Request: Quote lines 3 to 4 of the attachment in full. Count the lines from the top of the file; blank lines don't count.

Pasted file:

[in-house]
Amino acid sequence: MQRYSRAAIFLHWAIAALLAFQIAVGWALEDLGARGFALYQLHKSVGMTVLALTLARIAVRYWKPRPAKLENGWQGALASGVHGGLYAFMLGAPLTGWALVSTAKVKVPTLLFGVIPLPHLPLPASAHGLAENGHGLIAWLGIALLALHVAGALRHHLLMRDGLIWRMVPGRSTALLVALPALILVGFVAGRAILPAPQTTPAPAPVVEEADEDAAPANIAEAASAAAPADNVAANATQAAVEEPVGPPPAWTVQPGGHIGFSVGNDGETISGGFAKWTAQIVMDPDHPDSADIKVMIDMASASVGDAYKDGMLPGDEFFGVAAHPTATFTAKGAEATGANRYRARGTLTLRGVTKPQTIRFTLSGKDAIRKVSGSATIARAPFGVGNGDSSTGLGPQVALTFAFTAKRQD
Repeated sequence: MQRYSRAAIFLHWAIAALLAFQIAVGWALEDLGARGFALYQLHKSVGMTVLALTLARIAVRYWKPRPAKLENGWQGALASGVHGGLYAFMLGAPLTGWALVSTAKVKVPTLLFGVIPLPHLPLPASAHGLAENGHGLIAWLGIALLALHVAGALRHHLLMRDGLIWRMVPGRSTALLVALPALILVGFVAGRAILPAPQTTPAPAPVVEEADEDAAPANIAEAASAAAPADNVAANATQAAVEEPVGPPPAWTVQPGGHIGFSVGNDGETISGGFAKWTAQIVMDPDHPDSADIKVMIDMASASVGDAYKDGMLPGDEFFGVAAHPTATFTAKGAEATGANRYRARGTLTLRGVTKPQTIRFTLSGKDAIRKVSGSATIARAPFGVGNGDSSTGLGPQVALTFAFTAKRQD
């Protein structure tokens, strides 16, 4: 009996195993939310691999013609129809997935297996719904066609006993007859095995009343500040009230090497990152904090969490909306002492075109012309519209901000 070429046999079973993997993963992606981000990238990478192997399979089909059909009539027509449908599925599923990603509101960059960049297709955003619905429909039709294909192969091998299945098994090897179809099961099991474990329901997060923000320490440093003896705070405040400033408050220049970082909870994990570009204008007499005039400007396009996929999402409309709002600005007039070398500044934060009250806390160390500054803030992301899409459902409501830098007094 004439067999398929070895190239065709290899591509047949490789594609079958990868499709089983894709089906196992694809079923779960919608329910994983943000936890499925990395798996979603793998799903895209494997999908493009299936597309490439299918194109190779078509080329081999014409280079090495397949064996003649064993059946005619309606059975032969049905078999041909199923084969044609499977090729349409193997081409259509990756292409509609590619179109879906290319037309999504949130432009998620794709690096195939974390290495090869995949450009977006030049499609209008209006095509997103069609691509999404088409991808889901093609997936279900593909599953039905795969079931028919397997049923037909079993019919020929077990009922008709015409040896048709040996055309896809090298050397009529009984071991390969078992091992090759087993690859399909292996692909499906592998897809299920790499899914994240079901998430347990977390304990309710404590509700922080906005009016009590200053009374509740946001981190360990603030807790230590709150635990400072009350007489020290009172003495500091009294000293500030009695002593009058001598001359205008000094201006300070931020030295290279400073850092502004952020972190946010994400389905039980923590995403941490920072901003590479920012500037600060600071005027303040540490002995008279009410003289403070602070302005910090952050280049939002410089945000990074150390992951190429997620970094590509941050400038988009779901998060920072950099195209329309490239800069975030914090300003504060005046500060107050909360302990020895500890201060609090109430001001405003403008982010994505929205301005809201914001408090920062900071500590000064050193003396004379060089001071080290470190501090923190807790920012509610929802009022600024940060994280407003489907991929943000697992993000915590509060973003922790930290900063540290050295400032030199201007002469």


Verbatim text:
Repeated sequence: MQRYSRAAIFLHWAIAALLAFQIAVGWALEDLGARGFALYQLHKSVGMTVLALTLARIAVRYWKPRPAKLENGWQGALASGVHGGLYAFMLGAPLTGWALVSTAKVKVPTLLFGVIPLPHLPLPASAHGLAENGHGLIAWLGIALLALHVAGALRHHLLMRDGLIWRMVPGRSTALLVALPALILVGFVAGRAILPAPQTTPAPAPVVEEADEDAAPANIAEAASAAAPADNVAANATQAAVEEPVGPPPAWTVQPGGHIGFSVGNDGETISGGFAKWTAQIVMDPDHPDSADIKVMIDMASASVGDAYKDGMLPGDEFFGVAAHPTATFTAKGAEATGANRYRARGTLTLRGVTKPQTIRFTLSGKDAIRKVSGSATIARAPFGVGNGDSSTGLGPQVALTFAFTAKRQD
């Protein structure tokens, strides 16, 4: 009996195993939310691999013609129809997935297996719904066609006993007859095995009343500040009230090497990152904090969490909306002492075109012309519209901000 070429046999079973993997993963992606981000990238990478192997399979089909059909009539027509449908599925599923990603509101960059960049297709955003619905429909039709294909192969091998299945098994090897179809099961099991474990329901997060923000320490440093003896705070405040400033408050220049970082909870994990570009204008007499005039400007396009996929999402409309709002600005007039070398500044934060009250806390160390500054803030992301899409459902409501830098007094 004439067999398929070895190239065709290899591509047949490789594609079958990868499709089983894709089906196992694809079923779960919608329910994983943000936890499925990395798996979603793998799903895209494997999908493009299936597309490439299918194109190779078509080329081999014409280079090495397949064996003649064993059946005619309606059975032969049905078999041909199923084969044609499977090729349409193997081409259509990756292409509609590619179109879906290319037309999504949130432009998620794709690096195939974390290495090869995949450009977006030049499609209008209006095509997103069609691509999404088409991808889901093609997936279900593909599953039905795969079931028919397997049923037909079993019919020929077990009922008709015409040896048709040996055309896809090298050397009529009984071991390969078992091992090759087993690859399909292996692909499906592998897809299920790499899914994240079901998430347990977390304990309710404590509700922080906005009016009590200053009374509740946001981190360990603030807790230590709150635990400072009350007489020290009172003495500091009294000293500030009695002593009058001598001359205008000094201006300070931020030295290279400073850092502004952020972190946010994400389905039980923590995403941490920072901003590479920012500037600060600071005027303040540490002995008279009410003289403070602070302005910090952050280049939002410089945000990074150390992951190429997620970094590509941050400038988009779901998060920072950099195209329309490239800069975030914090300003504060005046500060107050909360302990020895500890201060609090109430001001405003403008982010994505929205301005809201914001408090920062900071500590000064050193003396004379060089001071080290470190501090923190807790920012509610929802009022600024940060994280407003489907991929943000697992993000915590509060973003922790930290900063540290050295400032030199201007002469």